Is foreplay against Catholic teaching? Can I touch my girlfriend since her orgasm is not tied to fertility?
Catholic teaching is set within a larger context, i.e., the invitation to form ourselves as the loving and generous persons God, and we, deeply desire ourselves to be. These “is it against the church?” questions always make me want to challenge the minimalist assumptions behind the question. Such questions are analogous to the ubiquitous classroom query, “Will this be on the test?”
God doesn’t ask us to do the minimum. God asks us to do the more. We are to be more loving, more generous, more self sacrificing, more habitually virtuous as a result of our relationship with Christ. Reaching for the more makes us happy and healthy and holy and free.
The question should really be how do young people who are not married best express their feelings for one another? For physical sexual activity to be more than mutual masturbation, there has to be a commitment to meanings beyond the present moment and the discrete couple.
St. Augustine left us with the most succinct and challenging teaching: “Ama Deum et fac quod vis” (Love God and do what you will). If we really love God, all we choose and do will evidence the reality of our awareness of our relationship with God.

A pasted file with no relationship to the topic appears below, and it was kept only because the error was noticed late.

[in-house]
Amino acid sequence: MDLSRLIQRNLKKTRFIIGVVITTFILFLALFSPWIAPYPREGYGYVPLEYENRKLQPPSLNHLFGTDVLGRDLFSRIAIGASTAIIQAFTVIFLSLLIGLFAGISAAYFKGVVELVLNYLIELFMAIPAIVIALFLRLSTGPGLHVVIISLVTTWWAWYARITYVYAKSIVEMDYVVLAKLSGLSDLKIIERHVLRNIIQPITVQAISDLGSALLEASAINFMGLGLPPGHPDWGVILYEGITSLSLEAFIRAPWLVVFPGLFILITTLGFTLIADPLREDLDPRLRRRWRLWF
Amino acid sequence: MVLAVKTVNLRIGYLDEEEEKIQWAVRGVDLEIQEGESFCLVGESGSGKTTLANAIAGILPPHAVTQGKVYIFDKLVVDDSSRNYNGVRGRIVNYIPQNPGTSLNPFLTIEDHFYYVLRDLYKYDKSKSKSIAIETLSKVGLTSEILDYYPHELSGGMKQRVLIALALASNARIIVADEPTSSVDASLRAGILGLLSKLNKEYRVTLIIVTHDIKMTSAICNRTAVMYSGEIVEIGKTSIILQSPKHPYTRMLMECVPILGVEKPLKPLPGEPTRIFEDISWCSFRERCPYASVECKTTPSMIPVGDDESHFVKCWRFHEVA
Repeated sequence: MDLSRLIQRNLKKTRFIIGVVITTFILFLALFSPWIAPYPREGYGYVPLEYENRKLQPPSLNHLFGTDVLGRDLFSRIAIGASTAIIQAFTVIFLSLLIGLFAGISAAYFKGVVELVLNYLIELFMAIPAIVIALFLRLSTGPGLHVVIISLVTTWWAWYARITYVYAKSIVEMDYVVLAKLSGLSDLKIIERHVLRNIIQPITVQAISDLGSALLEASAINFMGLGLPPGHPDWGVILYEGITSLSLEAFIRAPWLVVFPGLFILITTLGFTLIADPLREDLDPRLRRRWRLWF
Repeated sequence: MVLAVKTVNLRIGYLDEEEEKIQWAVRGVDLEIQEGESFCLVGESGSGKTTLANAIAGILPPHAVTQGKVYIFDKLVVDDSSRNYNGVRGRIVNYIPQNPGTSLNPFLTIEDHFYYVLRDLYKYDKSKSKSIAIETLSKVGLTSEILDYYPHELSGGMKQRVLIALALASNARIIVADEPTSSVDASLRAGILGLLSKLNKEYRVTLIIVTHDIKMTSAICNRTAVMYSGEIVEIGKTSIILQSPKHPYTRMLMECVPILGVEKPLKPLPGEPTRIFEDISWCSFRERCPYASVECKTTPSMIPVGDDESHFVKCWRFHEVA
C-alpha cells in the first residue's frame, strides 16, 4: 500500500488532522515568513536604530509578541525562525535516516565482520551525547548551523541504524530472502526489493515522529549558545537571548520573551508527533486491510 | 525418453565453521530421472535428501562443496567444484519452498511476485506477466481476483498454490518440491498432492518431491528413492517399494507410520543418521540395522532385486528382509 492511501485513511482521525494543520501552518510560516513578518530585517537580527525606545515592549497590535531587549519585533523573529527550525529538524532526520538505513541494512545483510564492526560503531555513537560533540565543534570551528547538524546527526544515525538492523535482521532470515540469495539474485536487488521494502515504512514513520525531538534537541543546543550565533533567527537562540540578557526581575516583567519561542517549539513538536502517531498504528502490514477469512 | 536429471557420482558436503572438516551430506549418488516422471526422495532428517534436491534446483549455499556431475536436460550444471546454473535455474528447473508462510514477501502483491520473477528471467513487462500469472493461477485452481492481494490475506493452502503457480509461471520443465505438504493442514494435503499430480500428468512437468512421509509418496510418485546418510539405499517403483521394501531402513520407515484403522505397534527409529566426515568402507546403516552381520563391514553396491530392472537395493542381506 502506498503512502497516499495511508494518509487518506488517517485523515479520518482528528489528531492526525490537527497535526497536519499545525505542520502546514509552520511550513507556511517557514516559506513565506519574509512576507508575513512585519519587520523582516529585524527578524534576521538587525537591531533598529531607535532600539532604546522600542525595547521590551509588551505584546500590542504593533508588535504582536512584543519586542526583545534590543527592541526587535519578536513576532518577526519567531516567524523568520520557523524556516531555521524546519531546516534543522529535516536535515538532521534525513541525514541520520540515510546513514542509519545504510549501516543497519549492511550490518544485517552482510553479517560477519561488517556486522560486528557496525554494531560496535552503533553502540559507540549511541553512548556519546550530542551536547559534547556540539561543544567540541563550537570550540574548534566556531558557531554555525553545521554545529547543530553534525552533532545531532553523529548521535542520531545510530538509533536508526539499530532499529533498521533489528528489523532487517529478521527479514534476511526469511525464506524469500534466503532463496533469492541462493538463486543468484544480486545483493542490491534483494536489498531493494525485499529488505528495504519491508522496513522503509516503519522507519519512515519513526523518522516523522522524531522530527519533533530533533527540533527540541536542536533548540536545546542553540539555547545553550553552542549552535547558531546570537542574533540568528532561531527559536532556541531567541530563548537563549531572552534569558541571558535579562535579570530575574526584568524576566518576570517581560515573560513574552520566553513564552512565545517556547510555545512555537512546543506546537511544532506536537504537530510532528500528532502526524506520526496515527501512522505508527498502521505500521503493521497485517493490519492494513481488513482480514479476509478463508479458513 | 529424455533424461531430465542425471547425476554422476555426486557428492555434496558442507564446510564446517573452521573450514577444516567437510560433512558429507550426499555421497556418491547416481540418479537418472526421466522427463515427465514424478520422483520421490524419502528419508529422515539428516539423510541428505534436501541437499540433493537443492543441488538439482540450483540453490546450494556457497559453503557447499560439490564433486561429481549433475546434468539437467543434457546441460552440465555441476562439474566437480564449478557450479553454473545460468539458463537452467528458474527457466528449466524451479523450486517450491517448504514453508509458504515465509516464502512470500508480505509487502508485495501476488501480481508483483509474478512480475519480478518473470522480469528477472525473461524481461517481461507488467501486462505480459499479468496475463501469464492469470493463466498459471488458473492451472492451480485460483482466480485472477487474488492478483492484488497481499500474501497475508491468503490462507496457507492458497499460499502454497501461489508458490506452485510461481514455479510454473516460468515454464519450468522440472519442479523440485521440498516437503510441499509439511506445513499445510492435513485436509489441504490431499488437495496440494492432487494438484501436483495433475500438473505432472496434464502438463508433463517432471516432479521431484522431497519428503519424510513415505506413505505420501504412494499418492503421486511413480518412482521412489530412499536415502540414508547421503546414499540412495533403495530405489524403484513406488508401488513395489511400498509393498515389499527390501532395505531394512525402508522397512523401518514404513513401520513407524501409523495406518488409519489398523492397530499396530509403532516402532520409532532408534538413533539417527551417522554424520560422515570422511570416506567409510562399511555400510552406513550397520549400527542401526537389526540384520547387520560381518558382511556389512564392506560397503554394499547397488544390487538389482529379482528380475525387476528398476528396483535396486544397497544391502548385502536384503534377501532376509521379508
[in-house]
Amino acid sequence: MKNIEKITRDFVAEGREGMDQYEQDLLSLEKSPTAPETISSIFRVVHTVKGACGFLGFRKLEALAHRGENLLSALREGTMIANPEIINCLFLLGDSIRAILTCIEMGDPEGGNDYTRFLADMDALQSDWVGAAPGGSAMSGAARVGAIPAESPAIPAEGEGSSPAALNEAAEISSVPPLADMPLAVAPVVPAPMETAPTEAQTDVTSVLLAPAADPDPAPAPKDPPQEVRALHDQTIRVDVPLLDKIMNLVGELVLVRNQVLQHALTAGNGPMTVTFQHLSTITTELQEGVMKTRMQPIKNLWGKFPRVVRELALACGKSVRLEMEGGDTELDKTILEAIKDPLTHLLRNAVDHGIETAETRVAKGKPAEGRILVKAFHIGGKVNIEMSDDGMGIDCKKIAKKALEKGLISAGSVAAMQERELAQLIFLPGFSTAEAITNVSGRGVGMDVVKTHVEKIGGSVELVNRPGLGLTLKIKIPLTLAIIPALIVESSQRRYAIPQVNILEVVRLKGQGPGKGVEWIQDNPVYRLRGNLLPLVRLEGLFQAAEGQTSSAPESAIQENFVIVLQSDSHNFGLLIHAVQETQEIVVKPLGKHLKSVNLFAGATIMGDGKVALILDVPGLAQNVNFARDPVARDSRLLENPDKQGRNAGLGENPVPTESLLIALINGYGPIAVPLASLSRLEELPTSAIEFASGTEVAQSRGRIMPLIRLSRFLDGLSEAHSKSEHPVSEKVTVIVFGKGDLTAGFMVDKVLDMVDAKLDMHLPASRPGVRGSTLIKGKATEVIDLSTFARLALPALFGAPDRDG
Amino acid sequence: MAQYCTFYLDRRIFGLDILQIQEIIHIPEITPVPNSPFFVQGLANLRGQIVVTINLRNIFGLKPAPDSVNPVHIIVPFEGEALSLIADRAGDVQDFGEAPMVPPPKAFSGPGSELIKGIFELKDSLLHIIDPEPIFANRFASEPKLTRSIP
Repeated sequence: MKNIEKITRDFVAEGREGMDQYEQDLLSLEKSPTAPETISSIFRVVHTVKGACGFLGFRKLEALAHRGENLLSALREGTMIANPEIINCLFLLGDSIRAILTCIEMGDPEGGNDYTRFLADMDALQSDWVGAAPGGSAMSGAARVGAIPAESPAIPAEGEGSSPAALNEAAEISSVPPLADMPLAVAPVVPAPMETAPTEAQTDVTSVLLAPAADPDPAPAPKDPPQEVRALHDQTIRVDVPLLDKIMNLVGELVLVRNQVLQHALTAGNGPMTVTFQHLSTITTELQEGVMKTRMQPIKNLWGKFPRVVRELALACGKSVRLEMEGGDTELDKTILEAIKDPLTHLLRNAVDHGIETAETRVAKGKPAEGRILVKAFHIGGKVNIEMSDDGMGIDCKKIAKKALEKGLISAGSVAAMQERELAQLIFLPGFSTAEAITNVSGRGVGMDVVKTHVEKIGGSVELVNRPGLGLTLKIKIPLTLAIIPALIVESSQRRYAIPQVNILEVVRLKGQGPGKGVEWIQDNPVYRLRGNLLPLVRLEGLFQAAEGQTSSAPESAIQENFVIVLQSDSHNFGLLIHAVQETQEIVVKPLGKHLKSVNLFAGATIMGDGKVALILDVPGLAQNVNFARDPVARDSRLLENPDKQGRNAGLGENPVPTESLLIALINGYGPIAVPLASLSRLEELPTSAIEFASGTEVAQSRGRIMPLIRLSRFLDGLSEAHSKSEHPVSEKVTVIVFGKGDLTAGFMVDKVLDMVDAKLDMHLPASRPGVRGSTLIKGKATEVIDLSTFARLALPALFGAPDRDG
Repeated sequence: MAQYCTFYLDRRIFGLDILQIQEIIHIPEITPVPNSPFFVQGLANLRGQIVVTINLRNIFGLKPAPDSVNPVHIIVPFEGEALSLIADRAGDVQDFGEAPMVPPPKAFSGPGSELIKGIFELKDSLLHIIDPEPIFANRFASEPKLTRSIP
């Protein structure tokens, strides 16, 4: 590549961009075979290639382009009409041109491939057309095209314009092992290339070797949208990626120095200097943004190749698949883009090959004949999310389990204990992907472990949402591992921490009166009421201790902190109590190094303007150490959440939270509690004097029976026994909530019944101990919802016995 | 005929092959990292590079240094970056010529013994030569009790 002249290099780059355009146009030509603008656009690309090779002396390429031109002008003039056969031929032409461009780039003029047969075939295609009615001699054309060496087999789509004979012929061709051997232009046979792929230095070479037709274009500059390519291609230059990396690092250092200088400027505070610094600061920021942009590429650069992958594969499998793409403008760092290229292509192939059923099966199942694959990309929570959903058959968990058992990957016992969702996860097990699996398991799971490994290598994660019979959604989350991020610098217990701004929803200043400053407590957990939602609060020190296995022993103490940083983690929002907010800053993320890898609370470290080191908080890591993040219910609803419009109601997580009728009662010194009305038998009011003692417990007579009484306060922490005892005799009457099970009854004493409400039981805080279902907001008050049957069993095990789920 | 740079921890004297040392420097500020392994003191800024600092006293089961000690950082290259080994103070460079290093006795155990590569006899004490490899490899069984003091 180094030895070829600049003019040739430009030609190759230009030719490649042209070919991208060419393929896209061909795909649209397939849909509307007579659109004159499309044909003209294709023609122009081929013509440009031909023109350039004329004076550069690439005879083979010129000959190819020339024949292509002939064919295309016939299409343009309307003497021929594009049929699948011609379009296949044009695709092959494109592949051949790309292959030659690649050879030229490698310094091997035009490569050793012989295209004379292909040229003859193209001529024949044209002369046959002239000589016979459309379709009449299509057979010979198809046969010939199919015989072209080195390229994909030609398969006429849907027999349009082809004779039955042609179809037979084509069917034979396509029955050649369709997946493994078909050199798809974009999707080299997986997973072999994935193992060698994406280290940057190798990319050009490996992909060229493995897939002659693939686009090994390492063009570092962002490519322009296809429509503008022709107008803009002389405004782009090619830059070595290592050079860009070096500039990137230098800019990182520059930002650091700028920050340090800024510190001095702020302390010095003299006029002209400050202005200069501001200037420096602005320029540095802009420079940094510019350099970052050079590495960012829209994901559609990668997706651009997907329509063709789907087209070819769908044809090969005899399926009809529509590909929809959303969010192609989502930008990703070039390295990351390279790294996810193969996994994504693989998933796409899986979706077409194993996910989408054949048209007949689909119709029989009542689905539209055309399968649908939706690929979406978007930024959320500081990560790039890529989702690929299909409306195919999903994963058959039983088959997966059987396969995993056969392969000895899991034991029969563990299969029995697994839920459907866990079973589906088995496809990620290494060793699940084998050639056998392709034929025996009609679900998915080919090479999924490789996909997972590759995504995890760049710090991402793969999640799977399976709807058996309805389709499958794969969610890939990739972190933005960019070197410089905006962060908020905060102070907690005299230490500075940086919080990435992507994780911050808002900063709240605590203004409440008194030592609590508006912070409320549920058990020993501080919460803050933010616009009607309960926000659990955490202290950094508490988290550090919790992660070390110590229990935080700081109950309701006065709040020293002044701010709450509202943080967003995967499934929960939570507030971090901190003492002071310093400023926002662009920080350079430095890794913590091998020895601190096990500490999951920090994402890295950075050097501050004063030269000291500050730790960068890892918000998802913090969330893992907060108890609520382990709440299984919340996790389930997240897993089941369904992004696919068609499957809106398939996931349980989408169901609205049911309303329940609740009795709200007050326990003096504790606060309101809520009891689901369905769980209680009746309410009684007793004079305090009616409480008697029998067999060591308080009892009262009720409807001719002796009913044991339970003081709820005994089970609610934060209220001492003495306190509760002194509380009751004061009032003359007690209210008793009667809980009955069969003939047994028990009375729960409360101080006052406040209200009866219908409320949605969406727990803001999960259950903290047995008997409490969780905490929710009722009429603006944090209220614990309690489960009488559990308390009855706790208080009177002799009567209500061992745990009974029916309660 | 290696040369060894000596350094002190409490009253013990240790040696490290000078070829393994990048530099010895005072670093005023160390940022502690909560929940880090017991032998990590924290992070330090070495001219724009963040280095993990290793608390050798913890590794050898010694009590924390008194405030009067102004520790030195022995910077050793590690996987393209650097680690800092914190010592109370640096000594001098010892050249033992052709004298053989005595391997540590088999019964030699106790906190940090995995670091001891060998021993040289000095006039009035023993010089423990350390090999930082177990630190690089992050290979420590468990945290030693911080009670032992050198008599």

Is stimulating your girlfriend a real expressions of your and her love for God and one another, or is it just “getting your rocks off”? Is stimulating one another to orgasm really the most human and most transcendent use of sexual faculties, or is it selling out to the Playboy philosophy of Hugh Hefner where we just exist to serve one another’s selfish desires?
One of the saddest moments in contemporary movies is when the boy in American Pie awakes and clutches the rubber dinosaur after a night of sex with the band geek girl and joyfully exclaims, “I’ve been used!” Much more challenging is the whipped cream bikini scene from Varsity Blues, where the quarterback refuses the cheerleader’s throwing herself at him. The revelatory conversation between the two should be on every high school religion class curriculum.
Fr. Rick Malloy, S.J., is a Jesuit priest, fisherman and author. He is an Assistant Professor of Cultural Anthropology at Chestnut Hill College in Philadelphia, and serves as a Chaplain at the college. His book, A Faith That Frees: Catholic Matters for the 21st Century, (Orbis Books 2007) examines the relationships between the practices of faith and the cultural currents and changes so rapidly occurring in our ever more technologized and globalized world.